A single user journey through a complex system can have multiple layers of interaction through the back and front of a web, or software, application. Architects, developers, and business people all need to have a shared understanding of a feature or service. How can we keep all the myriad stories, features, and enhancements in mind when creating code-based events but not get lost in the details?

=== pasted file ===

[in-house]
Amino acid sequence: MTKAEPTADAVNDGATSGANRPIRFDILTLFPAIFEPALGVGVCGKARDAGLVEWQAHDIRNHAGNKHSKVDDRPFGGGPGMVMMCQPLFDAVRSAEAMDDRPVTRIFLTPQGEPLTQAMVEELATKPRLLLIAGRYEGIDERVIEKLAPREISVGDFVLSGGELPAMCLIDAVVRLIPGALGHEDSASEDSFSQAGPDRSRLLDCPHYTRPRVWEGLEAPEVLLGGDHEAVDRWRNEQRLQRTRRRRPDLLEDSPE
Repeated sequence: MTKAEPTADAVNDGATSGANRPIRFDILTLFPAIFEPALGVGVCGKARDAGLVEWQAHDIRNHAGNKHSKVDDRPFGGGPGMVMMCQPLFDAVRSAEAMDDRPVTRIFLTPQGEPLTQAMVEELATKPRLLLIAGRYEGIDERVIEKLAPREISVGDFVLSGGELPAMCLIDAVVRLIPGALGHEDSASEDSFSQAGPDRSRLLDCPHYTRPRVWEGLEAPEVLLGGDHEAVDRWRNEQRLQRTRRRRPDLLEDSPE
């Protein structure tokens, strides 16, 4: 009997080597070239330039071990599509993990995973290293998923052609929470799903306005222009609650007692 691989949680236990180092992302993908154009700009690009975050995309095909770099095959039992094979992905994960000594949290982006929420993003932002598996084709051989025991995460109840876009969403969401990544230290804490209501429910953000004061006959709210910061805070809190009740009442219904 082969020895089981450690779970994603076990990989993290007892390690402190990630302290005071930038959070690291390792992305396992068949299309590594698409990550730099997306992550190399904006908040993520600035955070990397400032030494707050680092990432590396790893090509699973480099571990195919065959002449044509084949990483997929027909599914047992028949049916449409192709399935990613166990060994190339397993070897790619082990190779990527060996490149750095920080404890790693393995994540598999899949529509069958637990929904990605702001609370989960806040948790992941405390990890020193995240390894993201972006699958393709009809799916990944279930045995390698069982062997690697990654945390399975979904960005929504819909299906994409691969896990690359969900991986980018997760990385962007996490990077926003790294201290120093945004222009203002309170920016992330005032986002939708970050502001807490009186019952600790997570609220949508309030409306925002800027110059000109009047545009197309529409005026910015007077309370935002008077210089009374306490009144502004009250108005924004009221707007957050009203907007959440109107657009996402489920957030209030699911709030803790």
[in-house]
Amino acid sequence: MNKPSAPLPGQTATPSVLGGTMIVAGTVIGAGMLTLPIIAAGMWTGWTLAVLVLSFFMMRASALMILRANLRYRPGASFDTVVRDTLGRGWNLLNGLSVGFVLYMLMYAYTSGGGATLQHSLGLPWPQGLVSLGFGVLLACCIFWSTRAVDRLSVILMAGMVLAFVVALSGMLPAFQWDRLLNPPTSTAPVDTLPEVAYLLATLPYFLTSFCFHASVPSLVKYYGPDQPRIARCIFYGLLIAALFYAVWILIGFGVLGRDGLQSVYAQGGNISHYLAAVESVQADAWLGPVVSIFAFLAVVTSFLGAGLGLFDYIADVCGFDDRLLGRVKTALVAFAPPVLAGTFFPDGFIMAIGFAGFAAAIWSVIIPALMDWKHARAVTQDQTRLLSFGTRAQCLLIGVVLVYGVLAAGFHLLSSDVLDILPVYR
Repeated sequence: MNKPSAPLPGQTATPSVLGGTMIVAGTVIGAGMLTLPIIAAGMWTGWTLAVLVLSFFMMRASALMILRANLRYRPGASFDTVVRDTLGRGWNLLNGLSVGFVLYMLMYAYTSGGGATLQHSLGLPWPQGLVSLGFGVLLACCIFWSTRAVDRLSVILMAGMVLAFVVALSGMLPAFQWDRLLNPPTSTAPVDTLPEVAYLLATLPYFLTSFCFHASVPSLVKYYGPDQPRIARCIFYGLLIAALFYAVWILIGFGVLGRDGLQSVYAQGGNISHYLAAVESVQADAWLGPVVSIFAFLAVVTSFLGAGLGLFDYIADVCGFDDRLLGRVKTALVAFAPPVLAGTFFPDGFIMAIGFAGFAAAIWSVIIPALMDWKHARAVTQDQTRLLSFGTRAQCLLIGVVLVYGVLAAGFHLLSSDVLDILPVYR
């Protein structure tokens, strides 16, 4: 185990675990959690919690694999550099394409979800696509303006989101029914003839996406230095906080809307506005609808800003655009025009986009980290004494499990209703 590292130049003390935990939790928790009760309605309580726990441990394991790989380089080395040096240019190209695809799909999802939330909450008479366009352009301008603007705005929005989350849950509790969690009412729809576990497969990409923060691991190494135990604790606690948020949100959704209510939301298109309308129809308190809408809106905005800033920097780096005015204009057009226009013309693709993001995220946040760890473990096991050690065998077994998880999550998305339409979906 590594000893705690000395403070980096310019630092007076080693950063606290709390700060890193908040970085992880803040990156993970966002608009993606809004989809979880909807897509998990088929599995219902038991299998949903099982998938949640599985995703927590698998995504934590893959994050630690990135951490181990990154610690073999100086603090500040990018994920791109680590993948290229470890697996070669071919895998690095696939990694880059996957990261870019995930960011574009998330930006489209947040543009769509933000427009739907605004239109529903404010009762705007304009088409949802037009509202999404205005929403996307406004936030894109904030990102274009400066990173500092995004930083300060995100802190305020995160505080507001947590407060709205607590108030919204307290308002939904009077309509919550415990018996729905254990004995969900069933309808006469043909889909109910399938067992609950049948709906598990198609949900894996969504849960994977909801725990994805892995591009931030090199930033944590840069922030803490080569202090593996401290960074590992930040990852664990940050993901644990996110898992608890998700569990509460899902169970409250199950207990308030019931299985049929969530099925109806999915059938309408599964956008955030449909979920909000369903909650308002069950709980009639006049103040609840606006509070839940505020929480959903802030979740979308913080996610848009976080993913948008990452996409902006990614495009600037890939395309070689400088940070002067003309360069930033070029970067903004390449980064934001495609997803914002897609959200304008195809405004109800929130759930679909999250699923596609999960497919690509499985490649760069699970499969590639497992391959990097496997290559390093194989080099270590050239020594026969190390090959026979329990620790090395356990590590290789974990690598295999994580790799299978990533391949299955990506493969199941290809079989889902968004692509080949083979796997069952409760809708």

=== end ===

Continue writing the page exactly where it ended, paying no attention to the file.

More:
That’s where flow mapping comes in. Flow mapping is similar to its big sister, story mapping. Both are methods to visualize work items from your Agile product backlog, but flow mapping occurs at a much more granular level. Usually limited to a single action and role through a system, it enhances the decision points and events shown by appending a layer of user stories and user interactions on a flowchart or process diagram of the journey. This flow map gives an overview of what is needed to create a robust process that minimizes risk through identification of high-failure areas, and it links the backlog to the events on the map, providing a clear overview of development tasks without compromising speed and agility.